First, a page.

beauty of his visions is about us, and the stones that once felt his footsteps and bore his shadow seem to arise and speak of him with living voices. For the city which is the tomb of Rubens still lives to us through him, and him alone.
Without Rubens, what were Antwerp? A dirty, dusky, bustling mart, which no man would ever care to look upon save the traders who do business on its wharfes. With Rubens, to the whole world of men it is a sacred name, a sacred soil, a Bethlehem where a god of Art saw light, a Golgotha where a god of Art lies dead.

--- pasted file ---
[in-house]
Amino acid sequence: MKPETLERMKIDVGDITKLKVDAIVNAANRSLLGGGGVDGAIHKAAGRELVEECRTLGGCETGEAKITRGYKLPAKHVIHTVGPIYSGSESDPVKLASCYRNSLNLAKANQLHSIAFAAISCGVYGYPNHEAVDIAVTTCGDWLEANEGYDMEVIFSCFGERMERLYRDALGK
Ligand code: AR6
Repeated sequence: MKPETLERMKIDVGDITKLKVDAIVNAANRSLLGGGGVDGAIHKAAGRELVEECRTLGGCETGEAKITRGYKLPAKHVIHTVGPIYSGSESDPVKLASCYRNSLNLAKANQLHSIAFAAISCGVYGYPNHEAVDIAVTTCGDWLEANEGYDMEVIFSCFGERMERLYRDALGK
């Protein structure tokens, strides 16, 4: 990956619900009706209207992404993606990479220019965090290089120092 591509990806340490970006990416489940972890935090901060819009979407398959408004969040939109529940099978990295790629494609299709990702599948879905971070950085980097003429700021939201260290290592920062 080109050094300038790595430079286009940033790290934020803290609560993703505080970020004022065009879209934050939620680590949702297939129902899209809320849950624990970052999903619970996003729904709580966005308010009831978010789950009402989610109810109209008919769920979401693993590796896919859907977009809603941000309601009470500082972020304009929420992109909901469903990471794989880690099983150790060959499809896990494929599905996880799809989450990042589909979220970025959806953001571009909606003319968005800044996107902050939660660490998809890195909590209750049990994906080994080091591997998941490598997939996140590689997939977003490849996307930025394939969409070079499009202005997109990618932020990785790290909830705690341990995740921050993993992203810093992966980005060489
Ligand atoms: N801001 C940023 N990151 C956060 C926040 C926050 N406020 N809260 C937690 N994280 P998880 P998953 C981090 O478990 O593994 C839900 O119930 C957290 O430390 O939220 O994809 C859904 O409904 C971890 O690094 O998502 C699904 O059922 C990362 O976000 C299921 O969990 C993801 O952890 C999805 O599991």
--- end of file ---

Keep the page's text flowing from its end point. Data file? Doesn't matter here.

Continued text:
It is so quiet there by that great white sepulchre—so quiet, save only when the organ peals, and the choir cries aloud the Salve Regina or the Kyrie Eleison. Sure no artist ever had a greater gravestone than that pure marble sanctuary gives to him in the heart of his birth-place in the chancel of St. Jacques?
O nations! closely should you treasure your great men, for by them alone will the future know of you. Flanders in her generations has been wise. In his life she glorified this greatest of her sons, and in his death she magnifies his name. But her wisdom is very rare.
Now, the trouble of Patrasche was this.
Into these great sad piles of stones, that reared